As we reported earlier this year in Campbell-Ewald Co. v. Gomez, 136 S. Ct. 663, 672 (2016), the Supreme Court held that a putative class action does not become moot when a defendant merely offers a named plaintiff full relief on his or her individual claims under Fed. R. Civ. P. 68. Left unanswered was the question whether the outcome would be different if a defendant deposited “the full amount of the plaintiff’s individual claims into an account payable to the plaintiff, and the court then entered judgment for the plaintiff in that amount.” Id. The Ninth Circuit is the first circuit court to examine the use of Rule 68 to moot a putative class action post-Campbell-Ewald.
In Chen v. Allstate Insurance Co., 819 F.3d 1136 (9th Cir. 2016), two plaintiffs brought a class action complaint against Allstate Insurance Company (Allstate), alleging violations of the Telephone Consumer Protection Act (TCPA). Allstate tendered an offer of judgment of $25,000 plus attorney fees and injunctive relief to the plaintiffs before the plaintiffs moved for class certification. When the plaintiffs did not accept the offer, Allstate moved to dismiss the plaintiffs’ complaints for lack of subject matter jurisdiction, arguing that the claims were rendered moot by the offer. Id. While the motion to dismiss was pending, one of the plaintiffs accepted Allstate’s Rule 68 offer; the other did not. Id. The district court denied Allstate’s motion to dismiss, holding that even if the Rule 68 offer fully satisfied a plaintiff’s individual claims, a plaintiff still had the opportunity to move for class certification when the action as a whole remained a justiciable controversy. Id. The district court relied on the Ninth Circuit’s decision in Pitts v. Terrible Herbst, Inc., 653 F. 3d 1091 (9th Cir. 2011), which held that an unaccepted Rule 68 offer that was made before class certification and fully satisfied a named plaintiff’s individual claims did not moot a class action claim when the defendant used tactics to “pick off” named plaintiffs to avoid a class action.
The Ninth Circuit granted Allstate interlocutory appeal to review whether Pitts was still good law in light of the Supreme Court’s decision in Genesis Healthcare Corp. v. Symczyk, 133 S. Ct. 1523 (2013), which held that a collective action claim under the Fair Labor Standards Act was no longer justiciable when the defendant’s Rule 68 offer satisfied the only named plaintiff’s individual claims. While the appeal was pending, the Supreme Court issued its decision in Campbell-Ewald. Id. at 1141. At that point, Allstate deposited funds into an escrow account pending a district court order or judgment directing the escrow agent to pay the funds to the plaintiff, providing the plaintiff injunctive relief, and dismissing the case as moot. Id. at 1144, 1146.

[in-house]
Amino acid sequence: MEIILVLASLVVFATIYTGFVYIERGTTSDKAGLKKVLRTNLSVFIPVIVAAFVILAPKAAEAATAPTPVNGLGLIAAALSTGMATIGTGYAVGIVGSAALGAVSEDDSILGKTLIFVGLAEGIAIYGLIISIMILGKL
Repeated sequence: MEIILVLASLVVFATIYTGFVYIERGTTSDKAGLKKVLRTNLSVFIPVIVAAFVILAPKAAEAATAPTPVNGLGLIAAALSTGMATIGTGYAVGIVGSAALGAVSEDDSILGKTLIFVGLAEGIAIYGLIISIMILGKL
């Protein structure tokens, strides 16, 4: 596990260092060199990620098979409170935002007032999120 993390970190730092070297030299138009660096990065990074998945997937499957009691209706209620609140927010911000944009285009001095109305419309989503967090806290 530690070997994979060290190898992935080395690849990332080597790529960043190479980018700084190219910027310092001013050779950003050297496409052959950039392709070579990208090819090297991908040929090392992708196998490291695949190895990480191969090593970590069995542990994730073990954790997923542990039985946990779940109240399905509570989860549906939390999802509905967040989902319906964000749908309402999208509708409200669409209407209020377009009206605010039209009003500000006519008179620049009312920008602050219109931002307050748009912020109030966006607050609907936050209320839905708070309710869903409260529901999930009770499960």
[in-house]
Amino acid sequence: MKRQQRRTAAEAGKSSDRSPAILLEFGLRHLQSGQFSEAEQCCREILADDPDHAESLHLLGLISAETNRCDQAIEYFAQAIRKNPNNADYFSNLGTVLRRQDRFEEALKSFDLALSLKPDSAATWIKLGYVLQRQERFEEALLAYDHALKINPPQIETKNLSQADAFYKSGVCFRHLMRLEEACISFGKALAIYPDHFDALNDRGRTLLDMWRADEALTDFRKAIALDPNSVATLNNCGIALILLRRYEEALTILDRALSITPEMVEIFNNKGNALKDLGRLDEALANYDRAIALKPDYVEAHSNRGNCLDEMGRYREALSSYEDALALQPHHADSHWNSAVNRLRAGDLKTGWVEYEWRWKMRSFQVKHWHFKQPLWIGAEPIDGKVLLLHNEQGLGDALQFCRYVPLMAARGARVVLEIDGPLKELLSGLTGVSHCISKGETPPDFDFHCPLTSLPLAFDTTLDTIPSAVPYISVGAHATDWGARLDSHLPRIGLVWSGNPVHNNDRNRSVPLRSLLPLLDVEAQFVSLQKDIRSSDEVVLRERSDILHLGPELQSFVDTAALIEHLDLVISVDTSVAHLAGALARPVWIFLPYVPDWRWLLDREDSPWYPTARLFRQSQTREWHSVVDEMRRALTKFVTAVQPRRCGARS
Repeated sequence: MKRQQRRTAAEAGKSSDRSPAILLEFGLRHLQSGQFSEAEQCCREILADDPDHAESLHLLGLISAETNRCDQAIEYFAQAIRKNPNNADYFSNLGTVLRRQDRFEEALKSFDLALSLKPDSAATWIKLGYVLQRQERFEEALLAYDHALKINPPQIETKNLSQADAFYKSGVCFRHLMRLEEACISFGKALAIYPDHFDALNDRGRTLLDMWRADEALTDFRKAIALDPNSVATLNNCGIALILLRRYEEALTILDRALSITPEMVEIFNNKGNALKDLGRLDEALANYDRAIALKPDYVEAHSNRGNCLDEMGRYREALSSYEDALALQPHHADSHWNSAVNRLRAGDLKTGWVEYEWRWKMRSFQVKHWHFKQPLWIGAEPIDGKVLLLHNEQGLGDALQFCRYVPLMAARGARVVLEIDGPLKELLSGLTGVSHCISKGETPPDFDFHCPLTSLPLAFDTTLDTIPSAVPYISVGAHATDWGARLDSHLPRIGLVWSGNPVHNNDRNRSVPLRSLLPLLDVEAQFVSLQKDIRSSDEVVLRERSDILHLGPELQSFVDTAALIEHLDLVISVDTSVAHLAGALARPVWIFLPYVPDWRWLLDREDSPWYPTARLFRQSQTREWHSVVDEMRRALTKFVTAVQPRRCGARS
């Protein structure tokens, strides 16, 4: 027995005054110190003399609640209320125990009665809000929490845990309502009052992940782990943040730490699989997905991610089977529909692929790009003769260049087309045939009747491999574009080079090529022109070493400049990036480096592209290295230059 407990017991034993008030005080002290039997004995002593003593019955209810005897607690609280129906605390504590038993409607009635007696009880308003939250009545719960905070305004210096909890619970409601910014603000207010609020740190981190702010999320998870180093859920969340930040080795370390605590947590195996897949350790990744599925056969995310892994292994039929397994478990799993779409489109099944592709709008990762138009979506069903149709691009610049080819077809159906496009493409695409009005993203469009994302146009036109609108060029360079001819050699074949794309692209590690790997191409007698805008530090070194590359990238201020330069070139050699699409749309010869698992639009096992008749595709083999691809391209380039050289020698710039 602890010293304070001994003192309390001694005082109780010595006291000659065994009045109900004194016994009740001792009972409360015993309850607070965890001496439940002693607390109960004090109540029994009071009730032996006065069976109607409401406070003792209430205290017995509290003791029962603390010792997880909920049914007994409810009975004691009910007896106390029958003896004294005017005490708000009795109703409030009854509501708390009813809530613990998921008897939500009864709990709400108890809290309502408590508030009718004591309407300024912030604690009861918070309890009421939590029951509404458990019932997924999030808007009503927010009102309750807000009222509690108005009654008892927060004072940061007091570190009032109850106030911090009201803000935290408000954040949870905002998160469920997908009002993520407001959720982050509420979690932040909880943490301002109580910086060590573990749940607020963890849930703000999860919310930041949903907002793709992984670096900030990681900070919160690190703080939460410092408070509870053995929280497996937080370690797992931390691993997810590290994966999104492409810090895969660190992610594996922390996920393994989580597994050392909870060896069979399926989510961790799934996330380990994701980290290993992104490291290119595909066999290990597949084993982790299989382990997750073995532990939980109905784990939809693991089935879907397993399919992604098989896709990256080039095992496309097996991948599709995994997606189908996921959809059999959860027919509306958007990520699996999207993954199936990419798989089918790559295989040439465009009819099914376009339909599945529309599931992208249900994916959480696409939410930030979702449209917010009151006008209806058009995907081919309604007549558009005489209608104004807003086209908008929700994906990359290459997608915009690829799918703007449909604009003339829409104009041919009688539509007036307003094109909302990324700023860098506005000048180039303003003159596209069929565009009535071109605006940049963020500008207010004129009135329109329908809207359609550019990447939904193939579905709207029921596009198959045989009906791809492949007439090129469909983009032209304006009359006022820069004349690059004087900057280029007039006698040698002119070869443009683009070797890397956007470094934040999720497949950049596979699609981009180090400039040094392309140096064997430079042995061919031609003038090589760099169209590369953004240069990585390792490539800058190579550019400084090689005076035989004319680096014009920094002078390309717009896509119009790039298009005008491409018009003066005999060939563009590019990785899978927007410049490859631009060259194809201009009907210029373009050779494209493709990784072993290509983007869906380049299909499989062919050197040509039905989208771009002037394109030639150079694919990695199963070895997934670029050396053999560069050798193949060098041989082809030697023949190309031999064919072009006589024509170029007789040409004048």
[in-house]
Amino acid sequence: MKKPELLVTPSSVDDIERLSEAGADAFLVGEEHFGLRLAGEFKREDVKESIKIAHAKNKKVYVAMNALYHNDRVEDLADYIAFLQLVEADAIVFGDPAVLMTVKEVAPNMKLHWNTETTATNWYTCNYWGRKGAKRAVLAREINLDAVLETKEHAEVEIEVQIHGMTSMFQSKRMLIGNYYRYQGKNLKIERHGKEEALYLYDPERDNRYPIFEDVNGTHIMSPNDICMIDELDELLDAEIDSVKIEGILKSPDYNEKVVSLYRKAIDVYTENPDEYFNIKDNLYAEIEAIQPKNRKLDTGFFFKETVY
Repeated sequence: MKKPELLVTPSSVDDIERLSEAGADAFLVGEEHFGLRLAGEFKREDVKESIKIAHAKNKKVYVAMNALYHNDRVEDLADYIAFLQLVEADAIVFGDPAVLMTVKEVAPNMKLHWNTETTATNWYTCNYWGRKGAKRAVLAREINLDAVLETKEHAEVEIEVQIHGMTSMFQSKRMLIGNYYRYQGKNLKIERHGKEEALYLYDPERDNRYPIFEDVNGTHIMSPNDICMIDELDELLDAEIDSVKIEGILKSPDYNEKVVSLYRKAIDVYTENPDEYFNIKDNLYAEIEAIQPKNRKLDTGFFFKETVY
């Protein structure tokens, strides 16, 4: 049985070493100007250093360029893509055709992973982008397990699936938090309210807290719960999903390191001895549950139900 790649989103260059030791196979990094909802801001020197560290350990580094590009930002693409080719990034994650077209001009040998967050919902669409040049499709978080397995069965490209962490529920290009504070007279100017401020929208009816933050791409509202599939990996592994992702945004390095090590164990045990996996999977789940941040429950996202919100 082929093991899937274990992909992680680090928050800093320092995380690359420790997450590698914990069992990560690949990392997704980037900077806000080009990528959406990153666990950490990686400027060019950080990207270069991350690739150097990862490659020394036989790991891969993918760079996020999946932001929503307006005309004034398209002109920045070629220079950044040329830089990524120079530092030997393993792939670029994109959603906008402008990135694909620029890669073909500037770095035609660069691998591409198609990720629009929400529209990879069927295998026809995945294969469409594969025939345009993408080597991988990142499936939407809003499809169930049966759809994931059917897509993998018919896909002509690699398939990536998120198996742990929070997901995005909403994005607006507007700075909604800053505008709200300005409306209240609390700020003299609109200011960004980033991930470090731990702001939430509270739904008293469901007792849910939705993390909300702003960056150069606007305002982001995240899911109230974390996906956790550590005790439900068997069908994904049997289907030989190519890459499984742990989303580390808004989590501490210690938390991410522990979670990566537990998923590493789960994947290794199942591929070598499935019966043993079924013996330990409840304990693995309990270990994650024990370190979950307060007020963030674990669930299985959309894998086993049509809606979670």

The Ninth Circuit rejected this approach. The court reasoned that as it understood Campbell-Ewald, a claim becomes “moot when a plaintiff actually receives all the relief he or she could receive on the claim through further litigation,” and the plaintiff here had not and would not actually receive the relief until the district court ordered the funds to be released and dismissed the entire action as moot. Id. at 1144-46. The court also noted that under the common law doctrine of tender, the funds might have been treated as an actual receipt of payment if Allstate had deposited the funds in the court rather than an escrow account with conditions on payment. Id.
Next, the Ninth Circuit held that Pitts was still good law in light of Genesis Healthcare based on its prior decision in Gomez v. Campbell-Ewald Co., 768 F.3d 871 (9th Cir. 2014), which held that Pitts was irreconcilable with Genesis Healthcare due to the fundamental differences in class action and collective action claims. Id. at 1143. The court went on to explain that because the Gomez decision was not clearly irreconcilable with the intervening Supreme Court authority in Genesis Healthcare, the court was bound by the controlling circuit precedent in Gomez. Id. at 1143-44. Thus, the Ninth Circuit concluded that the class claims would be unaffected even if Allstate’s deposit into escrow had mooted the named plaintiff’s individual claims.
The Ninth Circuit also held that even if Pitts were not binding, a district court should “decline to enter judgment affording complete relief on a named plaintiff’s individual claim, over the plaintiff’s objection, before the plaintiff has had a fair opportunity to move for class certification.” Id. at 1148. The court reasoned that such judgments would be inconsistent with Campbell-Ewald’s holding that a would-be class representative with a live claim must be afforded a fair opportunity to show that class certification is warranted. Id. at 1447.
Thus, while the Ninth Circuit partially closed the door that Campbell-Ewald left open by finding that a deposit into escrow was insufficient to moot a named plaintiff’s claims, it left open the possibility that these claims could be mooted by the plaintiff’s actual receipt or an “unconditional relinquishment” of funds satisfying the claim. Even if actual receipt can moot the named plaintiff’s claims before certification, however, it may still have no effect on the plaintiff’s ability to seek class certification in circuits with precedent like Pitts, which allow class claims to go forward even if the named plaintiff’s claims are completely satisfied. It remains to be seen whether the Ninth Circuit’s analysis will be adopted by other courts, and we will continue to follow developments in this area.